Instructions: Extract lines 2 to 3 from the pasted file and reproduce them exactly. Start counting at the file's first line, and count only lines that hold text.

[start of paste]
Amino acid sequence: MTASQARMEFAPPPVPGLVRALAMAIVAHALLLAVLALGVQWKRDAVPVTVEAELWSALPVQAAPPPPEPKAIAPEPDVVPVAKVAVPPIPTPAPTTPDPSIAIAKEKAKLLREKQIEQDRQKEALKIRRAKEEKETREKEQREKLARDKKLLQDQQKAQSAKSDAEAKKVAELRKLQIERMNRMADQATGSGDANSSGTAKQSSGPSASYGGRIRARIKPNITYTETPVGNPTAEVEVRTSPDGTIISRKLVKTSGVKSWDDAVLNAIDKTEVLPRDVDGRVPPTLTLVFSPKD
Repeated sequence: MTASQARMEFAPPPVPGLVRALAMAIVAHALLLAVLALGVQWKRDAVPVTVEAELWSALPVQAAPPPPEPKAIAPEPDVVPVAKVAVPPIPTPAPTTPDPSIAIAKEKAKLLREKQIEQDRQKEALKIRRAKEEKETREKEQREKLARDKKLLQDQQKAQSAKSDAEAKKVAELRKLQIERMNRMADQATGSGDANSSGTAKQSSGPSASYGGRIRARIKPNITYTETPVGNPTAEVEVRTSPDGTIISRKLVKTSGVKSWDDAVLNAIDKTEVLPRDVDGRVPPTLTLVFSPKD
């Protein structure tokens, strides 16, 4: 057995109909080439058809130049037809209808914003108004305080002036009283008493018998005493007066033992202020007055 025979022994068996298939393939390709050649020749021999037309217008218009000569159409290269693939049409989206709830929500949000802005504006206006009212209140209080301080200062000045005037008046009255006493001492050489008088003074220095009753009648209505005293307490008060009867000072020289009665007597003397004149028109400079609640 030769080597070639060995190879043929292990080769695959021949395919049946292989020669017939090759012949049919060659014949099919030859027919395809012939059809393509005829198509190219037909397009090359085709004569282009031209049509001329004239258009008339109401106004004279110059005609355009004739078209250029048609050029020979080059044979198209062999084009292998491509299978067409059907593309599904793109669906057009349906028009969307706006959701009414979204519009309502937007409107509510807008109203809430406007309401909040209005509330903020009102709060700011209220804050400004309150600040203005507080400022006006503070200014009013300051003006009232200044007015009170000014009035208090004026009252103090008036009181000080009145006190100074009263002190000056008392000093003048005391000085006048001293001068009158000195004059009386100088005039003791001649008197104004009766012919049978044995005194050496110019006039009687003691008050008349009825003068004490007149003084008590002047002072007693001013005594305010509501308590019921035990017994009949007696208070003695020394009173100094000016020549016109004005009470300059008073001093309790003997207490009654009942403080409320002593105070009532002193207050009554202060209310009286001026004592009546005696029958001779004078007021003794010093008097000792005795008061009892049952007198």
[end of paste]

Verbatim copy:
Repeated sequence: MTASQARMEFAPPPVPGLVRALAMAIVAHALLLAVLALGVQWKRDAVPVTVEAELWSALPVQAAPPPPEPKAIAPEPDVVPVAKVAVPPIPTPAPTTPDPSIAIAKEKAKLLREKQIEQDRQKEALKIRRAKEEKETREKEQREKLARDKKLLQDQQKAQSAKSDAEAKKVAELRKLQIERMNRMADQATGSGDANSSGTAKQSSGPSASYGGRIRARIKPNITYTETPVGNPTAEVEVRTSPDGTIISRKLVKTSGVKSWDDAVLNAIDKTEVLPRDVDGRVPPTLTLVFSPKD
């Protein structure tokens, strides 16, 4: 057995109909080439058809130049037809209808914003108004305080002036009283008493018998005493007066033992202020007055 025979022994068996298939393939390709050649020749021999037309217008218009000569159409290269693939049409989206709830929500949000802005504006206006009212209140209080301080200062000045005037008046009255006493001492050489008088003074220095009753009648209505005293307490008060009867000072020289009665007597003397004149028109400079609640 030769080597070639060995190879043929292990080769695959021949395919049946292989020669017939090759012949049919060659014949099919030859027919395809012939059809393509005829198509190219037909397009090359085709004569282009031209049509001329004239258009008339109401106004004279110059005609355009004739078209250029048609050029020979080059044979198209062999084009292998491509299978067409059907593309599904793109669906057009349906028009969307706006959701009414979204519009309502937007409107509510807008109203809430406007309401909040209005509330903020009102709060700011209220804050400004309150600040203005507080400022006006503070200014009013300051003006009232200044007015009170000014009035208090004026009252103090008036009181000080009145006190100074009263002190000056008392000093003048005391000085006048001293001068009158000195004059009386100088005039003791001649008197104004009766012919049978044995005194050496110019006039009687003691008050008349009825003068004490007149003084008590002047002072007693001013005594305010509501308590019921035990017994009949007696208070003695020394009173100094000016020549016109004005009470300059008073001093309790003997207490009654009942403080409320002593105070009532002193207050009554202060209310009286001026004592009546005696029958001779004078007021003794010093008097000792005795008061009892049952007198």